Quantum World Uncategorized

How does Particle Accelerator work ?

Particle Accelerators have been around since the 1970s, and have been theorized since the discovery  of the cathode ray tube in the 1890s. The two most basic types are the circular and
linear accelerators.

The purpose of both of these is to accelerate particles like protons, neutrons,  electrons, etc. to very high velocities to either collide with each other or strike an external target. But have you ever amazed how  it does work and which concepts  scientist does  use to accelerate particle .

The Large Hadron Collider is an 18-mile (27km) ring containing powerful magnets lying beneath the French-Swiss border at the Cern laboratory in Geneva.
This is Large Hadron collider , world’s biggest particle accelerator built by CERN.                          Image Credit / CERN

1) Why build these expensive machines? 

Aside from being very cool, these inventions have helped advance fields of all sorts ranging from medicine (chemotherapy, etc.), to the common industry of circuitry, and even national security. When people think of particle accelerators, they think commonly of the discovery of new elementary particles such as the mysterious and elusive Higgs-Boson particles  . It is so much more than that. Strides in nuclear physics leading to the discovery of harvesting fission and fusion reaction energies have been one such huge accomplishment. It can even go as far as to say it has lead us to open our horizons in the direction of discovery of the beginnings of our
universe.

2) How Do Particle Accelerators Work? 

As mentioned before, the purpose is to accelerate these particles to very high velocities. You start with the source. The source provides the particles to be accelerated. For example, a radioactive isotope can provide the elementary particles such as alpha rays (helium nucleus) and beta rays (electrons). Then, the beam of particles travel through a metal pipe while in a vacuum. This vacuum is very important for providing the particles with no obstructions in their path. Electromagnets control the direction of the particles along their path. Oscillating electric fields boost and accelerate these particles leading to either a collision or projection at a target depending on the objective.

Circular Accelerators

Circular accelerators accelerate particles along a circle with an increasingly larger radius. The schematics are the same as described above except the intensity (or voltage) of the electric fields and magnetic fields are increased with each successive rotation to increase the size of the circular orbit (to increase the radius). Circular accelerators are commonly used for particle collisions and for fixed target experiments. However, in a circular accelerator, a process called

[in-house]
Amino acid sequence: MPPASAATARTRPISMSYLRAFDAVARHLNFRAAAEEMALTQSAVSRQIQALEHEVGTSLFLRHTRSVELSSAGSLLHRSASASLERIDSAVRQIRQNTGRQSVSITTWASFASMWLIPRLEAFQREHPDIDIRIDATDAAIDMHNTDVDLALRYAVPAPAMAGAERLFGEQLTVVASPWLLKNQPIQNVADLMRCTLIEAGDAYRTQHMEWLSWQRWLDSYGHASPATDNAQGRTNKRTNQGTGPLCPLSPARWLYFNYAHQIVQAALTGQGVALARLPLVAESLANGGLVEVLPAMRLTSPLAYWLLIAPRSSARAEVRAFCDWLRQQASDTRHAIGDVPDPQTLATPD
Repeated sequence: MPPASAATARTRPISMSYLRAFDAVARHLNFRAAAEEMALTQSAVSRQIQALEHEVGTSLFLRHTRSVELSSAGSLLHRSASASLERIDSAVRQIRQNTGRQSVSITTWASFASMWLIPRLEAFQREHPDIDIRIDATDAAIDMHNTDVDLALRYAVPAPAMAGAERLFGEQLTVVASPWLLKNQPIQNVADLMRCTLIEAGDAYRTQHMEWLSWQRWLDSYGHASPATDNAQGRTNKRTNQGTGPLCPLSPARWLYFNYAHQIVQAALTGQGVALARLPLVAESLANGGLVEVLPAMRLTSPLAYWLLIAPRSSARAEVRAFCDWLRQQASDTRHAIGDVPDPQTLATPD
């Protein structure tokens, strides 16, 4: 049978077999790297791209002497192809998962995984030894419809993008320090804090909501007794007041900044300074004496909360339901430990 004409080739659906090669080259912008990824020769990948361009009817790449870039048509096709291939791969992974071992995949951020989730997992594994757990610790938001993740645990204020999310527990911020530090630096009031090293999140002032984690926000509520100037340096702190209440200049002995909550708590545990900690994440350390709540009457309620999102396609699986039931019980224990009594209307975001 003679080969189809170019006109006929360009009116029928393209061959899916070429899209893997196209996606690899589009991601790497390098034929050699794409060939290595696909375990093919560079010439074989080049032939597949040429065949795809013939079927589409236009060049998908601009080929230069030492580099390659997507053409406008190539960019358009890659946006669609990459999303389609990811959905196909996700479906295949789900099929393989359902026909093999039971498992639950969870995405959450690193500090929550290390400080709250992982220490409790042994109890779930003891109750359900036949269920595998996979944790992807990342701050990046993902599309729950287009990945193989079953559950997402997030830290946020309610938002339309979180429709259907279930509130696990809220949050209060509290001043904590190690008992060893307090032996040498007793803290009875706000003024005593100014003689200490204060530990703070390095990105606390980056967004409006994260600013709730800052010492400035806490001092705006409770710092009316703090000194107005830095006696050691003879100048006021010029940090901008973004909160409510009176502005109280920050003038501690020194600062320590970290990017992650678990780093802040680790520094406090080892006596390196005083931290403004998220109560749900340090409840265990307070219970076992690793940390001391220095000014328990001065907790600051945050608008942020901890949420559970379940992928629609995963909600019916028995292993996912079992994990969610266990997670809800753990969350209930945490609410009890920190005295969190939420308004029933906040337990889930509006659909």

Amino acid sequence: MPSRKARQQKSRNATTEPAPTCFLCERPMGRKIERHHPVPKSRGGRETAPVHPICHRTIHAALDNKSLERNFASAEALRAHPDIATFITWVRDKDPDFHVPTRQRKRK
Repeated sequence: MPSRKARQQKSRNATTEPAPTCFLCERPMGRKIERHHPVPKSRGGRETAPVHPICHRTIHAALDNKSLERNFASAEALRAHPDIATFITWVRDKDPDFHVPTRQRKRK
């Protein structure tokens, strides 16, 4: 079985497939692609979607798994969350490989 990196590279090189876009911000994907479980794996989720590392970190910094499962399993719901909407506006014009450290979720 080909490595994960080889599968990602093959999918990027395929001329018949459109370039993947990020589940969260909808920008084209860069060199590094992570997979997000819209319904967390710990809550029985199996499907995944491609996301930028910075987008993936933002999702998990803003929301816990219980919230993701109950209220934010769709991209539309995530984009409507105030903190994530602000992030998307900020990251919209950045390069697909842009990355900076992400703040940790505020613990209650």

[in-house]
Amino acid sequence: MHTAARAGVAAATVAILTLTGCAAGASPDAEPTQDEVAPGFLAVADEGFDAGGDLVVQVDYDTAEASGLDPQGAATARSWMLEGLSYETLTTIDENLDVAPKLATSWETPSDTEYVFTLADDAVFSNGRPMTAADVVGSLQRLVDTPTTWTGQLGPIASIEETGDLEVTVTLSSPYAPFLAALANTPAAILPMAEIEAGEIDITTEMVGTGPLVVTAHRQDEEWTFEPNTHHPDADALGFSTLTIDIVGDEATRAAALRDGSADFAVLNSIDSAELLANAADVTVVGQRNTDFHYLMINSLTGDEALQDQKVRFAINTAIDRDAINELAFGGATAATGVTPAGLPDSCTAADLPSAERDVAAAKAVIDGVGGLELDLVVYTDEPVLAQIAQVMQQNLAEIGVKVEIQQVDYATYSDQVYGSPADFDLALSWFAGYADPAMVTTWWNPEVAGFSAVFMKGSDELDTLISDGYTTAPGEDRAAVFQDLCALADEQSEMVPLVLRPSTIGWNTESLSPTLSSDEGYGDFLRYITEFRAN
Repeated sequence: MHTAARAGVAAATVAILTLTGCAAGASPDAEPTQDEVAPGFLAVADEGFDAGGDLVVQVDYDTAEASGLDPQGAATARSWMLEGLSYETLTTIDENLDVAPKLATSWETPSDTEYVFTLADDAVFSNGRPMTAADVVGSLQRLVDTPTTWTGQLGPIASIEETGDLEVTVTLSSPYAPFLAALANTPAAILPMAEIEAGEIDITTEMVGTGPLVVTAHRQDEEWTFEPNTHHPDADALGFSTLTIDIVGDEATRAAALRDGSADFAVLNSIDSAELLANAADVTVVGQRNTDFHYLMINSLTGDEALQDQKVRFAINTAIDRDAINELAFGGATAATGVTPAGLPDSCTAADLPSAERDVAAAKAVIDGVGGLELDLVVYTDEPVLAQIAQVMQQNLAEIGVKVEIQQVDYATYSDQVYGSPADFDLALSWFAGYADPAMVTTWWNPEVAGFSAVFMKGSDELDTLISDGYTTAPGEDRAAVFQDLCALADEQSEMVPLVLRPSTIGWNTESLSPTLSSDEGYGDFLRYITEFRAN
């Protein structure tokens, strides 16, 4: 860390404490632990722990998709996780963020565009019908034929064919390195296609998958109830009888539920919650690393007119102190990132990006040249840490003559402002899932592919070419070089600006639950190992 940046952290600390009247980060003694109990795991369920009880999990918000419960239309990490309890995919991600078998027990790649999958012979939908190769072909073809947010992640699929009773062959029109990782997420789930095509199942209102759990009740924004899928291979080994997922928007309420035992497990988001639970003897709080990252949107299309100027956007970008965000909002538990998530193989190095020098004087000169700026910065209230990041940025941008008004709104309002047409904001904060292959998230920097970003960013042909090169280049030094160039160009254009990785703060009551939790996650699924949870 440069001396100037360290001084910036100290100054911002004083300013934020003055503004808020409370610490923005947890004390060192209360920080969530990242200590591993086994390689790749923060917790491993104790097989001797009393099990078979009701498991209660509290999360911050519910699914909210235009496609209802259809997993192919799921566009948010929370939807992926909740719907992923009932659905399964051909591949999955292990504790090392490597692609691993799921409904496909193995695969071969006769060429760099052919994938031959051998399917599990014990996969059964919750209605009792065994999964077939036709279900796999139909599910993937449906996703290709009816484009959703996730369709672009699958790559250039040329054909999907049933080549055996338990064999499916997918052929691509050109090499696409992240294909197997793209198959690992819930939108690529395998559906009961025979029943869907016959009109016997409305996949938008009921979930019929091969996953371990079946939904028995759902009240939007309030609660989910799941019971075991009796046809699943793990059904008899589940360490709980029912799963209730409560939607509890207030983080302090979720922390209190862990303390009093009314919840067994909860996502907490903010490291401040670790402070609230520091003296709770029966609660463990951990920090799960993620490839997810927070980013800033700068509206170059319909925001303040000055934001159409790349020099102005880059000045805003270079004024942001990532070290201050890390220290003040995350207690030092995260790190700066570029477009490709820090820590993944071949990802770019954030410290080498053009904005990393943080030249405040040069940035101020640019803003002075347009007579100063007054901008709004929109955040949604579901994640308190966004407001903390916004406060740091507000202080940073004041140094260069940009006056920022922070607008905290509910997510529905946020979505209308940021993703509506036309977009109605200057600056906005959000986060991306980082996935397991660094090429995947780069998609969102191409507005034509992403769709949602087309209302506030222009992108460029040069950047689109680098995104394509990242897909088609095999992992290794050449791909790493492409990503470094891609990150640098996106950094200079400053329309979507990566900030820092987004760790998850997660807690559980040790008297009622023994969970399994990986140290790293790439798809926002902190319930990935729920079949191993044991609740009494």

bremsstrahlung occurs. This is when the radiation produced by the accelerating particles decelerates it and you lose as much energy as you produce while accelerating it leading to an equilibrium phase. Furthermore, for protons, you would need super strong magnetic fields to curve the path requiring massive cryogenic systems.

Linear Accelerators

. Linear accelerators propel particles along a straight (linear) path. While circular accelerators have its problems accelerating a particle past a certain equilibrium phase, linear accelerators
have no such obstructions. Hypothetically it can accelerate it as fast as it wants requiring you only to add increasingly more powerful magnets and electric fields along its path. However these accelerators can loose particles along the route if certain particles fail to act upon the influence of the electromagnetic fields at the precise moment needed. Usually these
accelerators are used for fixed target experiments. The downside other than its impressive ability to loose particles is how much space it requires. Practically speaking, very long linear accelerators are not possible as we do not have the resources for it. What a shame.

3) Why Care? 

So you might be thinking, “what good is any of this to me?” Well, if the accomplishments mentioned above weren’t enough, just understand that a lot of what you see around you today may not be possible. Treatments undiscovered, consumer products potentially twice the size
and less efficient, security compromised. As our next generation, know what you’re voting for. We need to delegate more money towards advances in such fields for the betterment of our
society. Vote for you. Vote for science.

Preethi is a high school student in United States who is interested in Physics. She loved to discuss any topic related to the subject. In her free time, she loves watching PBS Spacetime and listening to pop music. She hopes to someday major in some area of physics.